Tips For Successful Mentoring          
                   

DREU Mentor Participants

Tips For a Successful Mentoring Experience

The tips below are based on the findings of the Learning through Evaluation, Adaptation, and Dissemination (LEAD) Center which has been performing an evaluation of the DMP since 1994.

Overall, the LEAD evaluators identified three key elements of the DMP that were linked to a successful experience for the students:

  1. A mentor who takes an interest in the student's welfare and provides frequent feedback about the student's progress.
  2. A research project that is interesting, challenging, and valued by the mentor's research team.
  3. Immersion in a research-based environment that includes interactions with graduate students.

In addition to the tips listed below, there are a number of excellent mentoring resources available on the web. The publication listed below is an excellent starting point, and it contains references to many additional publications.


Ways to prepare for the students' arrival and reduce start-up time

Given that ten weeks is a relatively short time to complete a comprehensive research project, many mentors commented that to "make the most" of the ten weeks, it was helpful to prepare for the students' arrival in ways that would minimize start-up time. The following strategies were suggested:

  • Contacting the student prior to the program. Many mentors suggested that contacting a student prior to the program to discuss the proposed project would enable them to both assess the student's background and learn her research interests. Following such a discussion, the mentor could decide whether the proposed project was feasible and make changes, if necessary, prior to the student's arrival. Also, the mentor could suggest readings and other things the student could do before arriving that would help her.

  • Helping the student access university services. Setting up a computer account, arranging for an office, and helping the student obtain access to other university services (temporary student identification cards, library cards, etc.) may save start-up time. Many mentors commented that positioning the student's desk or office near theirs or that of their graduate students would involve her more directly in the research team.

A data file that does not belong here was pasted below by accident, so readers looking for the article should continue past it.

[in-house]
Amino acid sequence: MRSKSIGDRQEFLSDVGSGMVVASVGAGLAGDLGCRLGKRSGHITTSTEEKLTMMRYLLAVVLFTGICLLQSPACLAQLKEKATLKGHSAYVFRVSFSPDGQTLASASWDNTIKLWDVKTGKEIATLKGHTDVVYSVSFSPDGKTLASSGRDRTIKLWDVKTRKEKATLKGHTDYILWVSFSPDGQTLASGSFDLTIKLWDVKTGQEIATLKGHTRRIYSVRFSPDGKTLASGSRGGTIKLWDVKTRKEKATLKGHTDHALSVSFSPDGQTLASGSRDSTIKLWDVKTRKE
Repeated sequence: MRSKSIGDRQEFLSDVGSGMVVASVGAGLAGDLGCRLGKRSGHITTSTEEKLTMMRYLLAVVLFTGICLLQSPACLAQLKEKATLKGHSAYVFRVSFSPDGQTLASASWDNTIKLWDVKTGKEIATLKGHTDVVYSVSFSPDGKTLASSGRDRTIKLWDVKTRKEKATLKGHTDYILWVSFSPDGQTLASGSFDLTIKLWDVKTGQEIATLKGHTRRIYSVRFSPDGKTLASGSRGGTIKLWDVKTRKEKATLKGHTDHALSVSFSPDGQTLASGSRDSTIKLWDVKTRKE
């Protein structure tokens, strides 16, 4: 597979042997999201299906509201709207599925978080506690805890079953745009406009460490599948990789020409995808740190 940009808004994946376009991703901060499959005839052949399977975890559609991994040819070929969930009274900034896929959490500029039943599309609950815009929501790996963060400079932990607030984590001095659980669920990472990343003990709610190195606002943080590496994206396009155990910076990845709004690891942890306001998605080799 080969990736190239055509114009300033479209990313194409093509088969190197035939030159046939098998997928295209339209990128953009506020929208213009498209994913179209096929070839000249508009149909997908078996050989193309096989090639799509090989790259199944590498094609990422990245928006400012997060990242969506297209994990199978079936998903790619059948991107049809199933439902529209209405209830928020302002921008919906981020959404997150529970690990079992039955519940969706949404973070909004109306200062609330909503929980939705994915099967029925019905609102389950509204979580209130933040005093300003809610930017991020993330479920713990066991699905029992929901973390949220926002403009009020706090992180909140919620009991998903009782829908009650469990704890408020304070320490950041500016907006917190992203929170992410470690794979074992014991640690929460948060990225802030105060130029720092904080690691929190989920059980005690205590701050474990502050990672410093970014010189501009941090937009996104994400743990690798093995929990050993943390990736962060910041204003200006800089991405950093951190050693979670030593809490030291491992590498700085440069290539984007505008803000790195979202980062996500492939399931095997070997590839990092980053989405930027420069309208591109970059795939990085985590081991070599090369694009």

• Helping the student obtain housing. Help finding summer housing is very useful to the students. Many universities have websites or newsgroups listing summer sublets and most have dorms available during the summer. Many DMP students find it convenient to stay on campus, especially if they do not have a car. Often, the student will need the mentor's assistance to find out about these options and to do any paperwork necessary to take advantage of them.

Factors to address when the student arrives and throughout the program

Almost all students have had little or no research experience, and most have not interacted with a faculty member in a cooperative research project. These students hoped to learn more about research and graduate school through their experience in the DMP, and they wanted their mentor to provide direction by:

  • Explicitly defining the nature of mentor-student interactions. Students looked to their mentor to establish the nature and frequency of their interactions. These students wanted their mentor to delineate her expectations, with regard to:

    • The goals and expectations for their research project

    • The nature of the mentor-student communication. For example, whether they will communicate through regular, formal meetings, or whether interactions will be on a casual, as-needed basis.

    • The protocol for acquiring day-to-day project-related assistance. In other words, whom to ask when the student has questions, and when and how to contact the mentor.

    Note: If you plan to have the student work with a graduate student, it may be helpful to have the student and graduate student discuss these same issues.

  • Discussing expectations with the student and providing feedback on her progress. Since the students have little experience with research, they may lack a framework to assess their progress. Discussing with the student what the mentor thinks the student should be able to accomplish over the course of the DMP and providing ongoing feedback about her progress will give the student a framework within which to work, an idea of how well she is doing on her project, and tools for future self-assessment.

  • Judging whether or not the project is within the technical capabilities of the student. Most students enjoy being able to work independently on projects that are challenging and interesting. However, the degree to which they enjoy working independently depends on their knowledge, experience with a particular topic, and comfort level with the unstructured and open-ended research process. Assessing these skills early in the program will help the mentor both in project selection and in assessing the amount of feedback and guidance a student needs. This type of early assessment results in an increase of the students' confidence and independence in their work. Because mentors often cannot assess a student's interest level and background prior to knowing the student, it has been a practice to prepare multiple projects from which the student can choose.

  • Involving the student in the collaborative research process. Almost all students suggested that feeling like a valuable member of the mentor's research team was critical for having a successful DMP experience. By interacting with other graduate students and faculty on a day-to-day basis as an "honorary graduate student," they developed a better understanding of graduate school life and research, had a larger base of support for questions about their project, and felt part of the research community.

 
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